Let’s pretend for a minute that you own a company that manufactures electronic components. Step one, of course, is to figure out what your customers want.
Well, duh! (Do people still say “duh?” ::Quick Search:: No, they don’t; glad that article was optimized!)
Do your homework. Review the sales calls. Scroll through the search history of your site. Look into the live chat logs. What are your customers looking for?
You’ve now identified that your customers are looking for an all-purpose, highly effective thermal interface material. Tons of searches have popped up for versatile materials that will work for a variety of components. So you and your R&D department go to work.
Once you have your product and you’re ready to go to market, step two is to identify how your customer is searching for just such a product. When writing toward SEO, figuring out the how is just as important as figuring out the what.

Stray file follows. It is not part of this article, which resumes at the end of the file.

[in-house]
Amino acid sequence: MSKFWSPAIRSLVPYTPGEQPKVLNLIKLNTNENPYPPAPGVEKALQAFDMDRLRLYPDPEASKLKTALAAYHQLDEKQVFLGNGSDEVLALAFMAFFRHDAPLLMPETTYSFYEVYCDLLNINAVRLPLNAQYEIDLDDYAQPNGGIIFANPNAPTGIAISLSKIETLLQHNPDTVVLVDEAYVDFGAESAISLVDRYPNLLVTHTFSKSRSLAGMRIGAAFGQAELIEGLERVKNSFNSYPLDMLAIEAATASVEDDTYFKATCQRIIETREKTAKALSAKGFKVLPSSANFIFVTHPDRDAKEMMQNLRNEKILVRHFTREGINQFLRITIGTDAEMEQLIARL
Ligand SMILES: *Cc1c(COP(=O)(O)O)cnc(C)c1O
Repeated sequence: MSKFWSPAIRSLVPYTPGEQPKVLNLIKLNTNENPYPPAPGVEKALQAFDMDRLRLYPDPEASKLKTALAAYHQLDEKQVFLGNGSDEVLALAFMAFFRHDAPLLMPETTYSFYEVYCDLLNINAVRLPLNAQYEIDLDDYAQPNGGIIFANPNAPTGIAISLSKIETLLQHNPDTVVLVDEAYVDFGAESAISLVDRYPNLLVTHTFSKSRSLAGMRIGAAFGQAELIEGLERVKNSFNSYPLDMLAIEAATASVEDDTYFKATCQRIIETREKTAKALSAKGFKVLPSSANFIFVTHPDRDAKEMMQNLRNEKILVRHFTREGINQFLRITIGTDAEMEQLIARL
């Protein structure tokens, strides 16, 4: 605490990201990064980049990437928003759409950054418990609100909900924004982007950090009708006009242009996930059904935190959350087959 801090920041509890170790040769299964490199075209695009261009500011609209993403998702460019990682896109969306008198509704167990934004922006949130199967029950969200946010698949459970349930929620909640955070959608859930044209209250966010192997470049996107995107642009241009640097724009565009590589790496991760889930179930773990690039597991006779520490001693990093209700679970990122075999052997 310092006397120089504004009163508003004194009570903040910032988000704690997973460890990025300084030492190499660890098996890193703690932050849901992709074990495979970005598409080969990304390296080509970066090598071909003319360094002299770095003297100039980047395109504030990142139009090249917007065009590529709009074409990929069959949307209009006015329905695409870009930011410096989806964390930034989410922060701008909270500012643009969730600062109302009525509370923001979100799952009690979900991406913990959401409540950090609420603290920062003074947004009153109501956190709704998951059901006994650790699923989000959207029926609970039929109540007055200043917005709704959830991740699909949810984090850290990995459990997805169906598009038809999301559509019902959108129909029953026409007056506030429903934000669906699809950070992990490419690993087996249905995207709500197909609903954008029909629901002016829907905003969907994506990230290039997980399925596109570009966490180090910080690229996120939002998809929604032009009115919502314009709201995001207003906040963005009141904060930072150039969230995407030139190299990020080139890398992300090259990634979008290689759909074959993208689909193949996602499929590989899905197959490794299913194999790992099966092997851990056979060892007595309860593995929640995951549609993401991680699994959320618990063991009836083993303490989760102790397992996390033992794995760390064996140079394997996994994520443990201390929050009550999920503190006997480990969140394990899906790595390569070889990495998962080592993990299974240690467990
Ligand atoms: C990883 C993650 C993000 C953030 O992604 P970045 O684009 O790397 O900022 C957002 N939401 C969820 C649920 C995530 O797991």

Regardless of the latest and greatest search results algorithm – Panda, Penguin, Pigeon, Platypus – you can’t effectively write toward a word or phrase without first knowing which word or phrase you need to write toward.
You just developed your new product line. Utilizing a state-of-the-art material, you’ve developed a thermal adhesive that can do it all. Your marketing team develops a campaign around the Still-Chill (let’s hope you have a marketing team that could do better than that name). And yet, after a few months, you realize sales didn’t go the way you thought it would. Why? Reviews are great. Focus groups love the performance. What went wrong?